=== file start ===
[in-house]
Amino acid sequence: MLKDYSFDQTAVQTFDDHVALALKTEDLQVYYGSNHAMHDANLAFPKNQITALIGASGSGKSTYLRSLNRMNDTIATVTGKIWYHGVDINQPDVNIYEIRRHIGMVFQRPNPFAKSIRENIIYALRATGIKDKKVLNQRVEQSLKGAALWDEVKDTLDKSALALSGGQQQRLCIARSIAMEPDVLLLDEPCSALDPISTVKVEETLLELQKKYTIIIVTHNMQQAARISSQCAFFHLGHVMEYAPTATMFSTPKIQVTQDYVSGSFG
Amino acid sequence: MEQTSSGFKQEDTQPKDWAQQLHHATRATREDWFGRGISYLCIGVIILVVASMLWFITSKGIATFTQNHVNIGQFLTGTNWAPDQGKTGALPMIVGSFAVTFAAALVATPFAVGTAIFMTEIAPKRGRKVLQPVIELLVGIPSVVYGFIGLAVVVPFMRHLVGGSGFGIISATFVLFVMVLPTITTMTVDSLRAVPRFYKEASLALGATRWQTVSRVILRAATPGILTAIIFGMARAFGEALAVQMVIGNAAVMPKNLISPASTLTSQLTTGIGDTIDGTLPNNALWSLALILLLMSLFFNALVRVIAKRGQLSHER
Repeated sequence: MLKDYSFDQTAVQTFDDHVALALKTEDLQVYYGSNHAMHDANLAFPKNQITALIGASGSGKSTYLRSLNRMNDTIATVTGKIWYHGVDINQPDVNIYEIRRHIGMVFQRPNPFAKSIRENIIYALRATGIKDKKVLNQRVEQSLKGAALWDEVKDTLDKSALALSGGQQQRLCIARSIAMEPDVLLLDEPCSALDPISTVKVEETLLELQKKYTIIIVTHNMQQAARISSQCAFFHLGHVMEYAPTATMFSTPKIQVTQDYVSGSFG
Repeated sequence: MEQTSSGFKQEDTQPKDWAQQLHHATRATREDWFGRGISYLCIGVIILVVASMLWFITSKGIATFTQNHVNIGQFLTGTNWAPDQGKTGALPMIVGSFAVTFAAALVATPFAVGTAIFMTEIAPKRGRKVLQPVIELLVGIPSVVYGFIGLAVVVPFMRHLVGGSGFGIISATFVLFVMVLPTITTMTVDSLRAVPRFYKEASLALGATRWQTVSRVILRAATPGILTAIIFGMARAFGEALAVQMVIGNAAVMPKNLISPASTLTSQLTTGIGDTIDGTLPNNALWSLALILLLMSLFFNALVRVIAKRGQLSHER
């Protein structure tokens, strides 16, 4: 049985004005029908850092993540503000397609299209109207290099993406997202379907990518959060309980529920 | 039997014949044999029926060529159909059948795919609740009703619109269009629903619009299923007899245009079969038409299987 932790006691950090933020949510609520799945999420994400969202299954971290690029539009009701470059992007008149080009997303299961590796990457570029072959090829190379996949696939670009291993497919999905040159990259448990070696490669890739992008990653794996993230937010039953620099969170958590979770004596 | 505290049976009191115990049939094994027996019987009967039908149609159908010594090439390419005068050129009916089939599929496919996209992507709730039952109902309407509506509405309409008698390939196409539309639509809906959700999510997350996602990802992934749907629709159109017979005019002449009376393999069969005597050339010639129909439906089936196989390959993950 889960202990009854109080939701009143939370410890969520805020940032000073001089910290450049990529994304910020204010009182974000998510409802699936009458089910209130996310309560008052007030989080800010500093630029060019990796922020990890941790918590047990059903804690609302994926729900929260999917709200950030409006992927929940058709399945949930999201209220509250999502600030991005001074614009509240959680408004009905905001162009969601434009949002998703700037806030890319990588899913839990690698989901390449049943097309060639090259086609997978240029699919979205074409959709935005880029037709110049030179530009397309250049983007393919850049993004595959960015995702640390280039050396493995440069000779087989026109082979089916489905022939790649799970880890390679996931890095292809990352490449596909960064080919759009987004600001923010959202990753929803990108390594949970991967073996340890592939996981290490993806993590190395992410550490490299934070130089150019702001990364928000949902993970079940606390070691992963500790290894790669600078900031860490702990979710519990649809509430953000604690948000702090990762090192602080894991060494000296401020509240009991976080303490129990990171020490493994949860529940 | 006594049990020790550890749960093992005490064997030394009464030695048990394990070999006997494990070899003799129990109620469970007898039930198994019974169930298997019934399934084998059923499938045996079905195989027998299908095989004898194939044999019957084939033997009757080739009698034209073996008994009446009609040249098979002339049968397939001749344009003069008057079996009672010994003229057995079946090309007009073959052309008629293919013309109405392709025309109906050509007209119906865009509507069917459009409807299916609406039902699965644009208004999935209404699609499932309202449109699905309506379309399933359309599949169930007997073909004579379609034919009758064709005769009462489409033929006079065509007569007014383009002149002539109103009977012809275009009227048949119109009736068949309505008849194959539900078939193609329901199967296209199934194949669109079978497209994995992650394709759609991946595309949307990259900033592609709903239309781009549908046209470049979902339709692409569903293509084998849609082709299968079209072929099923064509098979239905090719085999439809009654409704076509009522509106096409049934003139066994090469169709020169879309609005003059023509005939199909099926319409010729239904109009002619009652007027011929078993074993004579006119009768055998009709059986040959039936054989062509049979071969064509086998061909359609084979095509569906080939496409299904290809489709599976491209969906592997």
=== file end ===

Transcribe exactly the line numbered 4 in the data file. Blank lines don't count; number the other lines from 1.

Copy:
Repeated sequence: MLKDYSFDQTAVQTFDDHVALALKTEDLQVYYGSNHAMHDANLAFPKNQITALIGASGSGKSTYLRSLNRMNDTIATVTGKIWYHGVDINQPDVNIYEIRRHIGMVFQRPNPFAKSIRENIIYALRATGIKDKKVLNQRVEQSLKGAALWDEVKDTLDKSALALSGGQQQRLCIARSIAMEPDVLLLDEPCSALDPISTVKVEETLLELQKKYTIIIVTHNMQQAARISSQCAFFHLGHVMEYAPTATMFSTPKIQVTQDYVSGSFG